Cry me a ransom

Picture this. A busy office building, people everywhere, energy, tension, excitement, hustle, bustle… Phones are ringing, e-mails are flying, and computer keyboards are being hit non-stop. This is life in the fast lane.

In the typical modern corporation there will be strategic objectives and operational parameters, and of course, weekly reports, monthly goals, quarterly targets. And there is constant pressure to bring in the numbers. So, it is not uncommon to find stressed out people that are literally on the treadmill from the time they wake up until the time they hit their beds and collapse.

Long hours seems to be the norm for so many. And there is this never-ending pressure to check your messages. It used to be just e-mail but these days it is also WhatsApp and Slack and LinkedIn, and the occasional phone message (some people still do leave voice mail messages), and then there is social media, which is an abyss all on its own. The constant anxiety to stay up-to-date. Yes, stress is all around us, and it only seems to be getting more intense.

To hear someone joke, er, complain, about the pressures of modern day life is pretty common. So picture this now for a moment. A busy office worker talking to their manager :

I really need a few days off. I am just exhausted.

What’s the problem?

I am just tired of being on the phone all day, talking to customers, every day. It is exhausting. And some of the people are so rude.

Perhaps you just had a bad day. Tomorrow will be better. Come in a bit later tomorrow and try get some sleep tonight.

Ja, perhaps you are right. It was just…  this one guy today… I spoke with him 3 times and every time it was so painful.

Now, think about this for a minute … what business are they in?

Are they selling something over the phone? An insurance product? A mobile phone offering? Or perhaps this is travel service?

Maybe. But, how about this : organized crime. No jokes. Yes, the modern company I am describing in this story today are in the ransomware industry.

And this company has an HR department, and thirteenth cheques, and career paths, and mentorship programmes… yup.

Mafia are online these days, and they are extorting companies and people using malicious software (malware). It is big business, and it is professionally run and it is growing fast.

In the last month the world heard about WannaCry – this is going to continue. Ransomeware is big business.

When you think of computer hackers, think of high tech office buildings, complete with canteens and corporate pubs, and with modern day stresses.

This is the new world of online organized crime – modern, sophisticated, and yes, twisted.

Life is a breach

When we think of online crime, we think of someone taking money out of our bank account. That is the common illustration of a threat in the world of cyber security. But there is something far more fundamental that is soon going to worry all of us: breach.

We all lead very private lives. Social media is about the images we project, but behind the scenes we don’t reveal our vulnerabilities. Our medical records, our educational accomplishments (or lack of), our bank balances, our tax returns. And what about our shopping habits, our travel plans, our hotel bookings – these are all private. Can you imagine if a hospital computer network is breached and all their patients’ medical conditions are made public. Just think what would happen if everyone’s tax returns suddenly were floating around the Internet.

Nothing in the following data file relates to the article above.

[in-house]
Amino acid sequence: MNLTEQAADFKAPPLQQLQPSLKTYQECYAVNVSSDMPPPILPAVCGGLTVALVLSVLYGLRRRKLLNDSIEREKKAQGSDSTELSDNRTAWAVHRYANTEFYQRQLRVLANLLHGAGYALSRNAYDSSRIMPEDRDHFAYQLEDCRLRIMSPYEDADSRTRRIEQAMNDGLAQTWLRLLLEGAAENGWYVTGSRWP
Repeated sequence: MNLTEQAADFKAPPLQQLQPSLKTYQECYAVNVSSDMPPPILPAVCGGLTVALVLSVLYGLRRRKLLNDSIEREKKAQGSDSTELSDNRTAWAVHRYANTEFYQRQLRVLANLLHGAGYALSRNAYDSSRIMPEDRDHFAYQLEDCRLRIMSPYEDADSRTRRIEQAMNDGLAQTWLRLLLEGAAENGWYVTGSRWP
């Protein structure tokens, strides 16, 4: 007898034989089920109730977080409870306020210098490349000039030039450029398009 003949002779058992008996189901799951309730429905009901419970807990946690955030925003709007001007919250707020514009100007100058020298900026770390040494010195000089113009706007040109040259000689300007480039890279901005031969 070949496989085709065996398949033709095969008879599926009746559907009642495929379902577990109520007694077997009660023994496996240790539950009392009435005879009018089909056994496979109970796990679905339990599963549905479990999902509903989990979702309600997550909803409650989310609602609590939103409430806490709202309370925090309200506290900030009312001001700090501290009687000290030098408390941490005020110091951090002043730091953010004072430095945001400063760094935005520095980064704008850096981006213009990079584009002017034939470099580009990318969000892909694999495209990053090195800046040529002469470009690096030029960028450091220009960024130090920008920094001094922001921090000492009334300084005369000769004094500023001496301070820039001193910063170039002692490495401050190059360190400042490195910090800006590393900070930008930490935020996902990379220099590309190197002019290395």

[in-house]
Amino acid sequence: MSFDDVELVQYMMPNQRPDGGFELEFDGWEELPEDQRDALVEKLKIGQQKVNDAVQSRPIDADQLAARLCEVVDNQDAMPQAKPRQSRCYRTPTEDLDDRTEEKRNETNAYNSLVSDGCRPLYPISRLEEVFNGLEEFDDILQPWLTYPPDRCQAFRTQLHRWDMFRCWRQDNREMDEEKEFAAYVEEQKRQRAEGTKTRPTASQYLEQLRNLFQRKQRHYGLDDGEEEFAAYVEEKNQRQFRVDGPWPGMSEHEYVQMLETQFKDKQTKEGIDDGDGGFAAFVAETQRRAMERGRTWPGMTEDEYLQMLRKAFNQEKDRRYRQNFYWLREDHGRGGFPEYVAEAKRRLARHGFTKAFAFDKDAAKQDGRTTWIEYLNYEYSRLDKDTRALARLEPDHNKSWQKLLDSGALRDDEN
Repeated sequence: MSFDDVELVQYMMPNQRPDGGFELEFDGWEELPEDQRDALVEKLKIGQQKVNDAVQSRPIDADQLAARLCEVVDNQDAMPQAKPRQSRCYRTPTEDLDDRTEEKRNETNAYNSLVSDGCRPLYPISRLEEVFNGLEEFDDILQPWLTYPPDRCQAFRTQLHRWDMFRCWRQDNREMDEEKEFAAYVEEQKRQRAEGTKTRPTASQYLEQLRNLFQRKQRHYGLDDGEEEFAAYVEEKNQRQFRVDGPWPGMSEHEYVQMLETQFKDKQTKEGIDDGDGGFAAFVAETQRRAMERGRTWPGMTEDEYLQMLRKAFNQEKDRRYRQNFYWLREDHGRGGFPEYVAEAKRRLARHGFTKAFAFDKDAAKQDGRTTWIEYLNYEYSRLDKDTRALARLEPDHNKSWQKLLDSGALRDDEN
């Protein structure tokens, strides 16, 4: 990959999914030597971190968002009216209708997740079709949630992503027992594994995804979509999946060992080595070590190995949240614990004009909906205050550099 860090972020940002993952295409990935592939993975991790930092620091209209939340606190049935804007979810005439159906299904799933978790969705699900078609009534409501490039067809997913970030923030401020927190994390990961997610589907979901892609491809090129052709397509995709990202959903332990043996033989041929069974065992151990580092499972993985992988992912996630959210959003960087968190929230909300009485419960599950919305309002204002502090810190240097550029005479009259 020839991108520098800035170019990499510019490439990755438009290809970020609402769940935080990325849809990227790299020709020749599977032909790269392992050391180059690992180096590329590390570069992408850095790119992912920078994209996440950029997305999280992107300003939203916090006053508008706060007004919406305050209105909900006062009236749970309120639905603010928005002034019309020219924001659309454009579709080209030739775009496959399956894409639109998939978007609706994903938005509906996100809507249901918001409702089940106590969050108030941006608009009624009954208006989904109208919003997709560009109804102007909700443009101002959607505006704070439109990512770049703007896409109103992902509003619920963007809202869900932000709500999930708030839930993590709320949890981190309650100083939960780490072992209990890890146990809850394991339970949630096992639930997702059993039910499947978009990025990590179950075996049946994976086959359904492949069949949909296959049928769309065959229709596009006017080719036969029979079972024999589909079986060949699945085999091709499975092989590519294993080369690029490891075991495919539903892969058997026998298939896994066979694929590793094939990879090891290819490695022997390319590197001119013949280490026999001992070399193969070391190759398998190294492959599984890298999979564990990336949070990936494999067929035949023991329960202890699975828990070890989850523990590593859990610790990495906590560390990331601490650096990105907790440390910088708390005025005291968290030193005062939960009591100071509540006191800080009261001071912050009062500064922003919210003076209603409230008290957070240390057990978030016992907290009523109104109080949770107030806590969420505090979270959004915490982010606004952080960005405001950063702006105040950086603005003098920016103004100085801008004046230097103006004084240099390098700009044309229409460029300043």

We all remember that scene in that beautiful film Love Actually, when the late, naughty Alan Rickman bought an expensive gift for his office co-worker, and we remember Emma Thompon’s sadness when she found out – she happened to see her husband sneaking around buying the lavish present for his mistress. But, can you imagine if one could simply look online and see what your partner is spending money on.

I remember one of my first clients back going back about 20 years. It was a big hotel chain. They told me that on Valentine’s Day they have 400% occupancy. Imagine what would happen if they were breached and all these people’s names were suddenly there for everyone to see. The Ashley Madison hack is a case in point: people committed suicide over this.

Laws are coming to punish those companies that don’t behave responsibly. Australia is ahead of the curve on this front. Breach laws are coming into effect this year. A company will legally need to report any data breach to the government, and also, notify their customers that have been affected.

According to the bill, a data breach is classified as an instance where there has been “unauthorised access to, or unauthorised disclosure of, personal information about one or more individuals (the affected individuals), or where such information is lost in circumstances that are likely to give rise to unauthorised access or unauthorised disclosure”. It qualifies as an “eligible data breach” when there is a likelihood that the individuals who are affected by the incident are at “risk of serious harm” because their information have been exposed.

In short, if your company has a breach and does not disclose it, and you are get busted, then the guilty company will be hit with massive fines. But this is not the real problem – it is about the people that are affected by having their private data exposed. This is where the real damage could be, and hence why laws are coming to help keep people’s private lives, private.

For a modern day company, university, or any organization that is holding a ton of private, and often, sensitive, data, breach is becoming a big concern, and an item on the executive agenda. This is not something that can be delegated down the chain as a nice to have project to be looked at in someone’s spare time. This is a serious issue. We have all our private information sitting there in databases connected to the Internet, and if a hacker really wanted to cause trouble they could mobilize mass panic in one well-crafted cyber attack.